These are the items that most often cite the same works as this one and are cited by the same works as this one.
    1. Jürgen Eichberger & David Kelsey, 2011. "Are the treasures of game theory ambiguous?," Economic Theory, Springer;Society for the Advancement of Economic Theory (SAET), vol. 48(2), pages 313-339, October.
    2. David Kelsey & Sara le Roux, 2018. "Strategic ambiguity and decision-making: an experimental study," Theory and Decision, Springer, vol. 84(3), pages 387-404, May.
    3. Péter Bayer & Ani Guerdjikova, 2020. "Optimism leads to optimality: Ambiguity in network formation," Working Papers hal-03005107, HAL.
    4. David Kelsey & Sara Roux, 2015. "An experimental study on the effect of ambiguity in a coordination game," Theory and Decision, Springer, vol. 79(4), pages 667-688, December.
    5. Jürgen Eichberger & David Kelsey & Burkhard C. Schipper, 2009. "Ambiguity and social interaction," Oxford Economic Papers, Oxford University Press, vol. 61(2), pages 355-379, April.
    6. Jürgen Eichberger & David Kelsey, 2014. "Optimism And Pessimism In Games," International Economic Review, Department of Economics, University of Pennsylvania and Osaka University Institute of Social and Economic Research Association, vol. 55(2), pages 483-505, May.
    7. Kishishita, Daiki & Ozaki, Hiroyuki, 2020. "Public goods game with ambiguous threshold," Economics Letters, Elsevier, vol. 191(C).
    8. le Roux, Sara, 2020. "Climate change catastrophes and insuring decisions: A study in the presence of ambiguity," Journal of Economic Behavior & Organization, Elsevier, vol. 180(C), pages 992-1002.
    9. Mohammed Abdellaoui & Olivier L’Haridon & Horst Zank, 2010. "Separating curvature and elevation: A parametric probability weighting function," Journal of Risk and Uncertainty, Springer, vol. 41(1), pages 39-65, August.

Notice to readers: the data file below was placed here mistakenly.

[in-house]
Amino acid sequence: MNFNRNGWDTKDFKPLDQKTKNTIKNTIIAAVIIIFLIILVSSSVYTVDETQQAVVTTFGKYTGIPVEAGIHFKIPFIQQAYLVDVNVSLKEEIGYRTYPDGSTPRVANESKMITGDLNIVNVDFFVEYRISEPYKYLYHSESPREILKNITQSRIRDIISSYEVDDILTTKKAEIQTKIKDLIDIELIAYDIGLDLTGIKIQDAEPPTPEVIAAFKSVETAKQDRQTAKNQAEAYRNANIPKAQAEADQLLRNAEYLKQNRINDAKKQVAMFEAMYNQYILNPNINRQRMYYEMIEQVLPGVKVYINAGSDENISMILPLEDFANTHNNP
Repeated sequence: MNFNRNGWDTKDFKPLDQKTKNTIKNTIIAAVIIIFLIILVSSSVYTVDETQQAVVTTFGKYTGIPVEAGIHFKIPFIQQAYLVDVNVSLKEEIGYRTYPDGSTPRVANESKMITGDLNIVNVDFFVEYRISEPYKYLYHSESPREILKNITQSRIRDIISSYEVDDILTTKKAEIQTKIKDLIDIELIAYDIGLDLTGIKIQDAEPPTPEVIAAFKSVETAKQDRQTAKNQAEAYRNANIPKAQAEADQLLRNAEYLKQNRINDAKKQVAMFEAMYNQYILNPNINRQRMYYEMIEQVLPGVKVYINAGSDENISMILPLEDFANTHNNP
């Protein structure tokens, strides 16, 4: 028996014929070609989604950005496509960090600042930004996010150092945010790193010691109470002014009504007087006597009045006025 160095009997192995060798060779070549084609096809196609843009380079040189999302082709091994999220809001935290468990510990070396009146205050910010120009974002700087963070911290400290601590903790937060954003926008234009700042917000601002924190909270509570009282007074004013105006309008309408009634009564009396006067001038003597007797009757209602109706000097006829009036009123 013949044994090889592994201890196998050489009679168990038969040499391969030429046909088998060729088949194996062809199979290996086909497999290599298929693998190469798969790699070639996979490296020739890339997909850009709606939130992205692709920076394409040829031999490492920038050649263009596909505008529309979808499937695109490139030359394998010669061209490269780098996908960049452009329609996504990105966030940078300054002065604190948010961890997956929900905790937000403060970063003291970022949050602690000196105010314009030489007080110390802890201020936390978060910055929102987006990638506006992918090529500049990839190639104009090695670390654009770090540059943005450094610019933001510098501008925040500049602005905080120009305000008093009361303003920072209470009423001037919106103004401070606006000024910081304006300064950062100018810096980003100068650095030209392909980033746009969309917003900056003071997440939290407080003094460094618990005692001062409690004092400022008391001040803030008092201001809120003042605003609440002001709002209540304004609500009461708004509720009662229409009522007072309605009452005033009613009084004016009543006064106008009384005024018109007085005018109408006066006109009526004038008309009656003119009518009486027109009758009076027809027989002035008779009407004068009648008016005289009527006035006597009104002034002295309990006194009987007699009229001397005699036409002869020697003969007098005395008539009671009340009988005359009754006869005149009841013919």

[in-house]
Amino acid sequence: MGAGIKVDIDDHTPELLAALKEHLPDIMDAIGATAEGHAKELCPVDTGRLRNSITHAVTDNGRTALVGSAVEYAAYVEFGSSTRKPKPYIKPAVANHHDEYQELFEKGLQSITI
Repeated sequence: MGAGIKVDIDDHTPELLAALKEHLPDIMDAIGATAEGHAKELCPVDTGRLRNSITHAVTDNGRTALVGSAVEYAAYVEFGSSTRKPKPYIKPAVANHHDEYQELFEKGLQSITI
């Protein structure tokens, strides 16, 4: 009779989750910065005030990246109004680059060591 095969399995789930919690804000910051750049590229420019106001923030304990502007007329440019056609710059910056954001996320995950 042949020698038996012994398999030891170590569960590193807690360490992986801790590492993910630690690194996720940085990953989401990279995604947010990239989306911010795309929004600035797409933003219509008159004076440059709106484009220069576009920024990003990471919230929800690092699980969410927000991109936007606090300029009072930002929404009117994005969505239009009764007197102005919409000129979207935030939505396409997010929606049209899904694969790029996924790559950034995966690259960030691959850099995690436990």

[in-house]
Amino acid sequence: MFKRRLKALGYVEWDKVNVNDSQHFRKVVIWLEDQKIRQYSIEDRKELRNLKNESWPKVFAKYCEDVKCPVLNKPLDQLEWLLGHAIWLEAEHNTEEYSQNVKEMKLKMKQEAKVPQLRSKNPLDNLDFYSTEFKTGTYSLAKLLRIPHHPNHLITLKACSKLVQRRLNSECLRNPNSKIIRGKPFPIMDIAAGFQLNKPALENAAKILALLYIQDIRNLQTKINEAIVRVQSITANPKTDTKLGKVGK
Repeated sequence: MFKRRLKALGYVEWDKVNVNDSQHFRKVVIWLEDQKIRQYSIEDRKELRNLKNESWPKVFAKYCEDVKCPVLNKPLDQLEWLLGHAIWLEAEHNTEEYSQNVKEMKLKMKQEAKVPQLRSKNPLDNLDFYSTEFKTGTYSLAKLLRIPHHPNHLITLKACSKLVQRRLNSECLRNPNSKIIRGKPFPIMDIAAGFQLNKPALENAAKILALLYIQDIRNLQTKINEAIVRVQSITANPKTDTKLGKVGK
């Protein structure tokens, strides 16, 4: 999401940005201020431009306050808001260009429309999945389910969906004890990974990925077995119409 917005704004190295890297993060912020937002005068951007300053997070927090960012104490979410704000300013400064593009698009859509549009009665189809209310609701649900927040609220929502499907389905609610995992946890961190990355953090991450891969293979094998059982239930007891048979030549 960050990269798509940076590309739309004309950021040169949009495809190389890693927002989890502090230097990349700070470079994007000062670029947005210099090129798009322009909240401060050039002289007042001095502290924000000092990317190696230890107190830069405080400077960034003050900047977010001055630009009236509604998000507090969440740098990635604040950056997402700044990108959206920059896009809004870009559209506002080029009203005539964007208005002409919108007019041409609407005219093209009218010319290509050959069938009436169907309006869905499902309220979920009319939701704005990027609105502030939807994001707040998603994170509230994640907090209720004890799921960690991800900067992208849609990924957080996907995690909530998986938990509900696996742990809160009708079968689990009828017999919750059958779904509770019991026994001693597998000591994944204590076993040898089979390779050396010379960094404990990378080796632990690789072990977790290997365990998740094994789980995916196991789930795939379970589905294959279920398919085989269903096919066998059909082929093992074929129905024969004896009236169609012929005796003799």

10. Thomas Epper & Helga Fehr-Duda, 2012. "The missing link: unifying risk taking and time discounting," ECON - Working Papers 096, Department of Economics - University of Zurich, revised Oct 2018.
    11. David Kelsey & Tigran Melkonyan, 2018. "Contests with ambiguity," Oxford Economic Papers, Oxford University Press, vol. 70(4), pages 1148-1169.
    12. Jürgen Eichberger & David Kelsey & Burkhard C. Schipper, 2009. "Ambiguity and social interaction," Oxford Economic Papers, Oxford University Press, vol. 61(2), pages 355-379, April.
    13. Epper, Thomas & Fehr-Duda, Helga, 2017. "A Tale of Two Tails: On the Coexistence of Overweighting and Underweighting of Rare Extreme Events," Economics Working Paper Series 1705, University of St. Gallen, School of Economics and Political Science.
    14. Ludwig, Alexander & Zimper, Alexander, 2006. "Investment behavior under ambiguity: The case of pessimistic decision makers," Mathematical Social Sciences, Elsevier, vol. 52(2), pages 111-130, September.
    15. Fontini, Fulvio & Umgiesser, Georg & Vergano, Lucia, 2010. "The role of ambiguity in the evaluation of the net benefits of the MOSE system in the Venice lagoon," Ecological Economics, Elsevier, vol. 69(10), pages 1964-1972, August.
    16. Katarzyna Werner & Horst Zank, 2012. "Foundations for Prospect Theory Through Probability Midpoint Consistency," Economics Discussion Paper Series 1210, Economics, The University of Manchester.